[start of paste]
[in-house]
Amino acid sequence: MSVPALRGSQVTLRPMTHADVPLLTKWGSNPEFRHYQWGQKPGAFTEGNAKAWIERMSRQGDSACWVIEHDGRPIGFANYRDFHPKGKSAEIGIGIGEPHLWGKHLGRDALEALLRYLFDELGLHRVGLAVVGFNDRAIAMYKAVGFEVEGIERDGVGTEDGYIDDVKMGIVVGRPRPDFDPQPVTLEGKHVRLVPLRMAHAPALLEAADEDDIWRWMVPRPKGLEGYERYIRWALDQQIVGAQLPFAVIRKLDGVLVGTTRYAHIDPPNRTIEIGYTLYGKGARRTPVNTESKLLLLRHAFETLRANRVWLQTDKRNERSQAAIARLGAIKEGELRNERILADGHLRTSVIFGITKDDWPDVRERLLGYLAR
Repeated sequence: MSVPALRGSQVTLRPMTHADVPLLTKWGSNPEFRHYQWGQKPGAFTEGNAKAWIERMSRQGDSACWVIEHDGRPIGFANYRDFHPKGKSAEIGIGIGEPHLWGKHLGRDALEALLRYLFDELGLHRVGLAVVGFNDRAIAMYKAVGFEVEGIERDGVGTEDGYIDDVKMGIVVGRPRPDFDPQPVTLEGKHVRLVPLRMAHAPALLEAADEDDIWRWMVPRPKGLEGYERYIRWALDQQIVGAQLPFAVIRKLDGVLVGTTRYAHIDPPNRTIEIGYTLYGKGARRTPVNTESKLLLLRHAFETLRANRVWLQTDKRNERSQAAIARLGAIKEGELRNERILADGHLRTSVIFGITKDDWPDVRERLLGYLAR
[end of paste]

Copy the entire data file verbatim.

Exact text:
[in-house]
Amino acid sequence: MSVPALRGSQVTLRPMTHADVPLLTKWGSNPEFRHYQWGQKPGAFTEGNAKAWIERMSRQGDSACWVIEHDGRPIGFANYRDFHPKGKSAEIGIGIGEPHLWGKHLGRDALEALLRYLFDELGLHRVGLAVVGFNDRAIAMYKAVGFEVEGIERDGVGTEDGYIDDVKMGIVVGRPRPDFDPQPVTLEGKHVRLVPLRMAHAPALLEAADEDDIWRWMVPRPKGLEGYERYIRWALDQQIVGAQLPFAVIRKLDGVLVGTTRYAHIDPPNRTIEIGYTLYGKGARRTPVNTESKLLLLRHAFETLRANRVWLQTDKRNERSQAAIARLGAIKEGELRNERILADGHLRTSVIFGITKDDWPDVRERLLGYLAR
Repeated sequence: MSVPALRGSQVTLRPMTHADVPLLTKWGSNPEFRHYQWGQKPGAFTEGNAKAWIERMSRQGDSACWVIEHDGRPIGFANYRDFHPKGKSAEIGIGIGEPHLWGKHLGRDALEALLRYLFDELGLHRVGLAVVGFNDRAIAMYKAVGFEVEGIERDGVGTEDGYIDDVKMGIVVGRPRPDFDPQPVTLEGKHVRLVPLRMAHAPALLEAADEDDIWRWMVPRPKGLEGYERYIRWALDQQIVGAQLPFAVIRKLDGVLVGTTRYAHIDPPNRTIEIGYTLYGKGARRTPVNTESKLLLLRHAFETLRANRVWLQTDKRNERSQAAIARLGAIKEGELRNERILADGHLRTSVIFGITKDDWPDVRERLLGYLAR